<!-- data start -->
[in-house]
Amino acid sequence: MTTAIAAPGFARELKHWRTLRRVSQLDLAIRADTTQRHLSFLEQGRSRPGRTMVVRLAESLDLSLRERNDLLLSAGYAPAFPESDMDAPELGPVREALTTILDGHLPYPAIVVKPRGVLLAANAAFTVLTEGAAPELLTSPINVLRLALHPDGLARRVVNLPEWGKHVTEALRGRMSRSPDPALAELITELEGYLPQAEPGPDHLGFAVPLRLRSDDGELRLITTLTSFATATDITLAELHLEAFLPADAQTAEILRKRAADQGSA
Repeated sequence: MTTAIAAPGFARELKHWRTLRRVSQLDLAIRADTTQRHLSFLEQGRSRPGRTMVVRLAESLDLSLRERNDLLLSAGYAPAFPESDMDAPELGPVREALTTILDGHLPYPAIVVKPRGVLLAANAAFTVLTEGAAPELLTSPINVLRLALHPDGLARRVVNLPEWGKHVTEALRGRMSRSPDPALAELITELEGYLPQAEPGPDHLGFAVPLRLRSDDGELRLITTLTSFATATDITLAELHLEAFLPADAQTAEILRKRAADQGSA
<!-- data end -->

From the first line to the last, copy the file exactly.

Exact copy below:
[in-house]
Amino acid sequence: MTTAIAAPGFARELKHWRTLRRVSQLDLAIRADTTQRHLSFLEQGRSRPGRTMVVRLAESLDLSLRERNDLLLSAGYAPAFPESDMDAPELGPVREALTTILDGHLPYPAIVVKPRGVLLAANAAFTVLTEGAAPELLTSPINVLRLALHPDGLARRVVNLPEWGKHVTEALRGRMSRSPDPALAELITELEGYLPQAEPGPDHLGFAVPLRLRSDDGELRLITTLTSFATATDITLAELHLEAFLPADAQTAEILRKRAADQGSA
Repeated sequence: MTTAIAAPGFARELKHWRTLRRVSQLDLAIRADTTQRHLSFLEQGRSRPGRTMVVRLAESLDLSLRERNDLLLSAGYAPAFPESDMDAPELGPVREALTTILDGHLPYPAIVVKPRGVLLAANAAFTVLTEGAAPELLTSPINVLRLALHPDGLARRVVNLPEWGKHVTEALRGRMSRSPDPALAELITELEGYLPQAEPGPDHLGFAVPLRLRSDDGELRLITTLTSFATATDITLAELHLEAFLPADAQTAEILRKRAADQGSA